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7 Posts; 94 Profile Views

2 hours ago, slyvalleygrl said:

I have a four year old and I am starting my 3rd term of nursing school. It is challenging but this is how I have maintained high grades.

when I study I will give my son different activities. He has a basket of play dough, kinetic sand, color books, and puzzles. And he can only play with these activities when I studying so it helps keep him interested.

I will let him have TV or tablet time when he done with his table activities so that will buy me another 30-45 min of study time. In between though I try to take 5 min breaks to play with him.

If I am practicing for skills lab I involve him and we practice on his stuffed animals. I get practice with physical assessment and he feels like we are playing doctor together.

I personally struggle staying up late but 4 hours of sleep is doable for some people so it might work for you. But I will wake up about 2 hours before class and study. I find my mind absorbs the most info and I retain it for the test. You will find what works for you.

It was an adjustment my son would have tantrums a lot when I first started but eventually things got better. Like the previous poster said its only for a short period of time and trust me that time will go by really fast!

Thank you! That's reassuring! I was thinking of doing something similar, finding activities for my son to do to keep him distracted so I can study during the day. Thanks for the tips and good luck with school!

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24 Posts; 415 Profile Views

I went to nursing school as a single mom of 3, youngest was 4 at the time, but I had help from my parents and the older two grew up quick and had to help with the preschooler. I used to take my books and the kids to the park and let them run for hours while I read. Books and flashcards went with me to the dentist, flashcards always lived in the front seat of my car so I could study at red lights. You find every single minute in the day to study.

A single kid, preschooler, will be difficult but lots of moms do it. I wish I could send a fairy godmother to help out, though!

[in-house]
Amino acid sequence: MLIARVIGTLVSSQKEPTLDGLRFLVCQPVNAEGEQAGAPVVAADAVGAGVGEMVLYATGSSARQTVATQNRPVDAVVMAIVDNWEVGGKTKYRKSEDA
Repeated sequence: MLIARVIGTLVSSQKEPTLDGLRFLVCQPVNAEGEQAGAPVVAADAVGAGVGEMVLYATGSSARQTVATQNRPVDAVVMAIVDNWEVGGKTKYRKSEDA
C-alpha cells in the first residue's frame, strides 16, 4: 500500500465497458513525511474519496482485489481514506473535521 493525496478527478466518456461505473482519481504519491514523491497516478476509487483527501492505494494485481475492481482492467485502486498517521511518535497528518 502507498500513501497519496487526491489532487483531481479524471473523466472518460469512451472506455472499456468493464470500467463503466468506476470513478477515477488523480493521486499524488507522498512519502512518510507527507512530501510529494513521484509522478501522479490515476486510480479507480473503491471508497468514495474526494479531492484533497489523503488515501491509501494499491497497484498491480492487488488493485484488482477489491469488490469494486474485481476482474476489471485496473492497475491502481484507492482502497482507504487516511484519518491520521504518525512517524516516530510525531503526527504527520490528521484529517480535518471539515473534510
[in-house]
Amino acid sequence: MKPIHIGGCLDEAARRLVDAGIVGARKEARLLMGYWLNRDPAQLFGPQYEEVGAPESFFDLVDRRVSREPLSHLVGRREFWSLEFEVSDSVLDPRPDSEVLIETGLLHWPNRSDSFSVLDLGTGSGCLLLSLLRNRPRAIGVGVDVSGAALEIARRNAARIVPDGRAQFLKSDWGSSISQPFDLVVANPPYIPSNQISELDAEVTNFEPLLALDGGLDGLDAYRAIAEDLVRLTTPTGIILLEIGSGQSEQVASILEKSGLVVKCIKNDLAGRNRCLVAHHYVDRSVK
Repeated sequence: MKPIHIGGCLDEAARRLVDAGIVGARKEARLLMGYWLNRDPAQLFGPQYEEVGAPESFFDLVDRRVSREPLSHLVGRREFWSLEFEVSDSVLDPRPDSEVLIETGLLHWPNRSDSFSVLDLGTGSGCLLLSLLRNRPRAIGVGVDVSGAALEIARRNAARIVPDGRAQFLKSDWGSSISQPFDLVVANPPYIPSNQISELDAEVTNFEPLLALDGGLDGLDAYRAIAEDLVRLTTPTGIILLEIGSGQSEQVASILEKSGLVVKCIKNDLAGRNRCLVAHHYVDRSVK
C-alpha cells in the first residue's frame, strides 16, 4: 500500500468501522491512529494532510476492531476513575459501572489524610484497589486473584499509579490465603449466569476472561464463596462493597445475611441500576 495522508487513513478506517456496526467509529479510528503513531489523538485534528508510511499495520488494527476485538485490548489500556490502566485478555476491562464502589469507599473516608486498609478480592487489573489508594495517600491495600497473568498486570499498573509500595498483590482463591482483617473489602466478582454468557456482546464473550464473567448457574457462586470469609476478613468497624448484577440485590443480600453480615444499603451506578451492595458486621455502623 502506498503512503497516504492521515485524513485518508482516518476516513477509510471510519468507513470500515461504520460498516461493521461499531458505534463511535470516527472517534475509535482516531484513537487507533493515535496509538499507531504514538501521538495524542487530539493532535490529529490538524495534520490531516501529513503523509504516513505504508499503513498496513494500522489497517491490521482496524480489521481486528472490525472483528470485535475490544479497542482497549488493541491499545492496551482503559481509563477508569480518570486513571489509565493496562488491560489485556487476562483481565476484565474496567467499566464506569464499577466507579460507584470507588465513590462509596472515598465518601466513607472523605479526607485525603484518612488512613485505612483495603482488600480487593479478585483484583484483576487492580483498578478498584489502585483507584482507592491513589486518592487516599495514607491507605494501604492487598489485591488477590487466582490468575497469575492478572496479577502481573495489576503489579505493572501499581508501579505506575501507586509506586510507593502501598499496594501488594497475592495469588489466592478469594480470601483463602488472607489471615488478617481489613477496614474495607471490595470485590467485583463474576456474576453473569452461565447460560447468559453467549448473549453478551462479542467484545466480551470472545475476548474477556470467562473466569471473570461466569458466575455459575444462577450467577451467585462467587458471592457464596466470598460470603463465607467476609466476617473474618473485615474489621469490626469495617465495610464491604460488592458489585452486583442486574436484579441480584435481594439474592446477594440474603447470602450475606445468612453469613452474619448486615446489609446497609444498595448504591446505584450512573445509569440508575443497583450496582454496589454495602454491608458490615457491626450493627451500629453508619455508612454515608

You will probably find that other students in your cohort are in the same situation--you could trade child care time in the form of playdates.

Be aware that your days may start VERY early--like 0530 if you have extended care clinical rotations--make sure that the daycare is available at that early hour.

As a graduate and now a nursing instructor, though, I want to address topic #2-that you just want to graduate, you are not planning on being a straight A student. I must warn you that a good many students who DO plan on being an A student find that nursing school is harder than college ever has been, and now need to settle for being a B student, or even just being relieved to pass. If you are aiming for "C" you may not hit your mark. ALWAYS aim for 100%; then you are able to accept and learn from mistakes.

That being said, 3-4 hours per night is likely sufficient studying time. Best of luck!

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Lurkndmurk has 1 years experience as a LPN.

156 Posts; 582 Profile Views

I had a 2 year old when starting nursing school & survived. I was in the same situation as you. No family around. Baby daddy was MIA. I heavily relied on my friends & their kids to help me with mine because I definitely had to get someone to help watch him so I could study, it was worth it IMO because whenever i did try to study or do homework with him around it would just drive us both crazy- he would want my attention & i couldnt concentrate

You can get creative though. YMCA has day care for their members to drop their kids off to play while you work out- you can just chill in the locker room or whatever to study/do homework while your little one plays.

You can also record lectures/search youtube videos on the subjects you are studying and listen while you play/watch your kid. I did A LOT of that whenever in a bind.

You can also teach your kid these lessons. My kid learned A LOT because I learned by talking it out. He still remembers stuff I would talk to him about lol

If you have a friend with a similar aged child, I would recommend inviting their kid over to play. I would actually get A LOT accomplished hw wise when I watched my BFF's daughter because my kid would have someone to play with

I used to take my kid to places like monkey joes, fenced in playgrounds, etc so he could play while i tried to get stuff done. It wasnt the BEST because I still had to keep an eye on him so it was distracting, but I could get assignments done (slowly at times, but still. better than not)

If you have daycare vouchers, you can always tell your daycare worker that you need time to study.

WIOA helps with low income families to pay for daycare as well.

There's tons of grants you can apply for as well to help pay for someone to watch your LO so you can study.

I would usually get my homework done at night after my LO fell asleep, but that was just me. I liked to study during the day and knock out assignments at night unless i was certain I knew the material well enough to do homework while i had the luxury of 'alone' time

Good luck! You can do it!